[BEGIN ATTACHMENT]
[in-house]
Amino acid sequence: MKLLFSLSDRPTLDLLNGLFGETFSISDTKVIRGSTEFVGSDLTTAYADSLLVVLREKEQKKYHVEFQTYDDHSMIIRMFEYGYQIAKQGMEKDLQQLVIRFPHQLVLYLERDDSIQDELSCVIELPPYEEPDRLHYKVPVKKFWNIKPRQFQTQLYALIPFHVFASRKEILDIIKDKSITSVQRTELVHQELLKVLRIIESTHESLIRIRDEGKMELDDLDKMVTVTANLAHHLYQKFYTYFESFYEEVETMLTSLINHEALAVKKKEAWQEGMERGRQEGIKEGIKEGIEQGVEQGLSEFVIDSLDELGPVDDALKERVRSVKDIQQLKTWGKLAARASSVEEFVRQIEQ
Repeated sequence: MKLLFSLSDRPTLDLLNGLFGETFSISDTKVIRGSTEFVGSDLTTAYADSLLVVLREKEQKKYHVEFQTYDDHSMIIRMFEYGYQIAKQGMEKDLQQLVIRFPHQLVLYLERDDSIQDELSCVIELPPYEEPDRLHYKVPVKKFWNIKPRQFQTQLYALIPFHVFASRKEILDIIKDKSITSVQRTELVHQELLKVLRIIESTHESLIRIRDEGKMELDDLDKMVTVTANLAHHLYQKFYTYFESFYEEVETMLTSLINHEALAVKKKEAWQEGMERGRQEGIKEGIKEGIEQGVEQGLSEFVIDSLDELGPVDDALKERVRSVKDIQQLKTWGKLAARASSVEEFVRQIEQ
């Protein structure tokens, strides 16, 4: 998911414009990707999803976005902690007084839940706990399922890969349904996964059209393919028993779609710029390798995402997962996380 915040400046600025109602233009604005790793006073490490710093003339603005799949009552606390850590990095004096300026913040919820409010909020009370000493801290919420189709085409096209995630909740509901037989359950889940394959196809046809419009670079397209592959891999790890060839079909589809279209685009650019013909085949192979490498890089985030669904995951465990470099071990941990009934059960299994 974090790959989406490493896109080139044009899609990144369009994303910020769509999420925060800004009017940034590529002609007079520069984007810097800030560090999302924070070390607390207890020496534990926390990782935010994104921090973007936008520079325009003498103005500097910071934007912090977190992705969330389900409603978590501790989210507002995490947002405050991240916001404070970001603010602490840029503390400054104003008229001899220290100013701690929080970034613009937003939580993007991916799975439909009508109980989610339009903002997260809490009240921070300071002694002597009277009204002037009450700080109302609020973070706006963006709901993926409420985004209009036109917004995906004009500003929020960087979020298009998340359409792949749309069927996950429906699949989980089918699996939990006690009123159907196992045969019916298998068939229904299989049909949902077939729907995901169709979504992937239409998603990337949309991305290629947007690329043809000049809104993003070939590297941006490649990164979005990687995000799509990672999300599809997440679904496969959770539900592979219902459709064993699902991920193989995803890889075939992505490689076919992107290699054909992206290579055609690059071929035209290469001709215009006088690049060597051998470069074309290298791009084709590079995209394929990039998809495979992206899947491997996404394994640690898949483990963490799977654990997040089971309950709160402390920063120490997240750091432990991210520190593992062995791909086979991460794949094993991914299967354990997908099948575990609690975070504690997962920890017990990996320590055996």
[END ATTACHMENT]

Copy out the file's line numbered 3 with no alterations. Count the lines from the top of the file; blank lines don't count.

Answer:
Repeated sequence: MKLLFSLSDRPTLDLLNGLFGETFSISDTKVIRGSTEFVGSDLTTAYADSLLVVLREKEQKKYHVEFQTYDDHSMIIRMFEYGYQIAKQGMEKDLQQLVIRFPHQLVLYLERDDSIQDELSCVIELPPYEEPDRLHYKVPVKKFWNIKPRQFQTQLYALIPFHVFASRKEILDIIKDKSITSVQRTELVHQELLKVLRIIESTHESLIRIRDEGKMELDDLDKMVTVTANLAHHLYQKFYTYFESFYEEVETMLTSLINHEALAVKKKEAWQEGMERGRQEGIKEGIKEGIEQGVEQGLSEFVIDSLDELGPVDDALKERVRSVKDIQQLKTWGKLAARASSVEEFVRQIEQ